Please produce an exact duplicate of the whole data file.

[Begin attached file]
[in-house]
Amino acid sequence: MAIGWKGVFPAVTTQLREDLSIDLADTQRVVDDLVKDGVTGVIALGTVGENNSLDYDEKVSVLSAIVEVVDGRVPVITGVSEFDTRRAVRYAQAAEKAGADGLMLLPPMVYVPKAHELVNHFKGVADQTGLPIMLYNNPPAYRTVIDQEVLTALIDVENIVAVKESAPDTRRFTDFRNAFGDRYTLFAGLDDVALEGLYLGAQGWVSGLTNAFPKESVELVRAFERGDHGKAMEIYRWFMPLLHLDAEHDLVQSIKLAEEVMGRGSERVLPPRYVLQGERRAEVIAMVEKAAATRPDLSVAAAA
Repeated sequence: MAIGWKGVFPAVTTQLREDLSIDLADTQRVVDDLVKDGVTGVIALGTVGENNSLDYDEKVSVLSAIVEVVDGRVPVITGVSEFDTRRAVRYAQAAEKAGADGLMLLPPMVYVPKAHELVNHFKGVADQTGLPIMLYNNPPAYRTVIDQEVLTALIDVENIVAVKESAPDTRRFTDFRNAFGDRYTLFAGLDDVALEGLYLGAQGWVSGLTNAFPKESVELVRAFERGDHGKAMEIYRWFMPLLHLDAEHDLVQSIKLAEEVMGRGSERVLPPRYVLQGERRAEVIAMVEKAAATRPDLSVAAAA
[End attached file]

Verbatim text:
[in-house]
Amino acid sequence: MAIGWKGVFPAVTTQLREDLSIDLADTQRVVDDLVKDGVTGVIALGTVGENNSLDYDEKVSVLSAIVEVVDGRVPVITGVSEFDTRRAVRYAQAAEKAGADGLMLLPPMVYVPKAHELVNHFKGVADQTGLPIMLYNNPPAYRTVIDQEVLTALIDVENIVAVKESAPDTRRFTDFRNAFGDRYTLFAGLDDVALEGLYLGAQGWVSGLTNAFPKESVELVRAFERGDHGKAMEIYRWFMPLLHLDAEHDLVQSIKLAEEVMGRGSERVLPPRYVLQGERRAEVIAMVEKAAATRPDLSVAAAA
Repeated sequence: MAIGWKGVFPAVTTQLREDLSIDLADTQRVVDDLVKDGVTGVIALGTVGENNSLDYDEKVSVLSAIVEVVDGRVPVITGVSEFDTRRAVRYAQAAEKAGADGLMLLPPMVYVPKAHELVNHFKGVADQTGLPIMLYNNPPAYRTVIDQEVLTALIDVENIVAVKESAPDTRRFTDFRNAFGDRYTLFAGLDDVALEGLYLGAQGWVSGLTNAFPKESVELVRAFERGDHGKAMEIYRWFMPLLHLDAEHDLVQSIKLAEEVMGRGSERVLPPRYVLQGERRAEVIAMVEKAAATRPDLSVAAAA